The Western Hoolock Gibbon is found in all the states of the north-east India but is restricted between south of the Brahmaputra river and east of the Dibang river. It is also found in east Bangladesh and north west Myanmar. Western Hoolock Gibbons are strictly arboreal and swing and can walk upright also. In Assam and different parts of Northeast India, it’s considered a bad omen if Hoolock Gibbon comes down on earth. Being omnivorous, they love to have fruits, leaves and insects. They help in pollination as well as dispersal of seeds, thus balance forest ecosystem. They prefer to spend their night sleeping on the tallest trees and descend from their sleeping sites during early morning hours, to the valley below where they like to forage. After feeding, they sing for sometime.
The Western Hoolock Gibbon is listed as Endangered in the IUCN Redlist. Their population is gradually declining by almost 90% over the last 30 years, due to deforestation, habitat destruction, forest fragmentation, hunting for meat, poor availability of food and it is now considered to be one of the most endangered 25 primate species in the world. In India, its listed on Schedule 1 of the Indian (Wildlife) Protection Act 1972. In order to protect further decline in the population of the species, the Government of Assam upgraded the status of the Hoollongapar Reserve Forest in the Jorhat District of Assam to a Protected Area for the conservation of these lesser apes. Presently, there are many ongoing research and conservation activities being undertaken towards behavioural studies as well as conservation of the endangered lesser ape species in India. I wonder to what extent human beings can be selfish and greedy to hamper and ruin innocent lives and habitat of Hoolock Gibbons.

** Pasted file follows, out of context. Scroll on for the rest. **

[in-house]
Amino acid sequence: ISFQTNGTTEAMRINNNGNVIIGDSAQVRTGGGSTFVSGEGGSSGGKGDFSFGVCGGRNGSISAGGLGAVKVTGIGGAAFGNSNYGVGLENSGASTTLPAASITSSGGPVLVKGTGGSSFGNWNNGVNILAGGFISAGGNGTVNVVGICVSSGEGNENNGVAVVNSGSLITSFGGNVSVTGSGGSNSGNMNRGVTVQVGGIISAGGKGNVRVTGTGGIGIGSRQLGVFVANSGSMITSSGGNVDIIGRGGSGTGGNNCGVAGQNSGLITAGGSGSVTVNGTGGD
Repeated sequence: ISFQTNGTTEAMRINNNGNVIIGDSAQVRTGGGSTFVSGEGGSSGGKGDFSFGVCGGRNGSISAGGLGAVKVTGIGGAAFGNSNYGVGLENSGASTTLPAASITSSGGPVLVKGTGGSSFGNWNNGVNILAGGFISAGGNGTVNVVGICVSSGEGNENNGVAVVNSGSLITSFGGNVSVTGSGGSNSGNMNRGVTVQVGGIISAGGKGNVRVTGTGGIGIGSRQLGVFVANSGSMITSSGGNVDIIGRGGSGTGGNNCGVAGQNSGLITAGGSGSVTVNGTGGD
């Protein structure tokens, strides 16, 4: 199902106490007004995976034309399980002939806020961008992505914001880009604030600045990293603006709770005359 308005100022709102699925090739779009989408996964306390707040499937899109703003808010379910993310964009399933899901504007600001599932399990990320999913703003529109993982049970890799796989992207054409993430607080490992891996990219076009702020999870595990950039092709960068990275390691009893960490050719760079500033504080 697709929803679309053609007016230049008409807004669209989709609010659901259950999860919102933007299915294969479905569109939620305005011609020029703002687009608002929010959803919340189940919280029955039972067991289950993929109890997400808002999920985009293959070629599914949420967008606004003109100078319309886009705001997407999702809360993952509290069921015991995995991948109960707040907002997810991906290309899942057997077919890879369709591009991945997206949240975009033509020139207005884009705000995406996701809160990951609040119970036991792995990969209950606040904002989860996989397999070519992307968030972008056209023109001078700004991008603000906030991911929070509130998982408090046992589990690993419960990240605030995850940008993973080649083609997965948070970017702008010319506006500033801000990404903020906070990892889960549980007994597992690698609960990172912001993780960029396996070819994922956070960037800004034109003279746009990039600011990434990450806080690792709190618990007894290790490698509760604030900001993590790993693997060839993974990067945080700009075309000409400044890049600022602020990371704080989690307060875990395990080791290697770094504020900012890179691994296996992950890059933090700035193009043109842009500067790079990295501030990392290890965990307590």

The sun was going down and we had to return back to our research centres. We followed the trail back, but there was no sign of Hoolock Gibbons, they might have climbed up high tree tops as night was approaching, although I could smell wild elephants nearby. I was hoping that for once I could see the Gibbon and boarded vehicle. And to my surprise I could listen the song of Hoolock Gibbon from a distance as if they were saying goodbye. I thanked the scintillating moment and left with a hope to meet again. Throughout, the journey, I was wondering, how Gibbons being an ape can be loyal to their partner and spend their entire life altogether. On the other hand, we humans fail to be committed and loyal and wear masks behind selfishness and greed. Are we truly almighty’s best creation??
We met again after 3 years in a different location in the remote forest fringe village of Kaziranga, but that’s a different story altogether. It was dark when I reached my destination and I slept with the everlasting memory of Hollongapar Gibbon Sanctuary and song of Hoolock Gibbons.
Picture courtesy @internet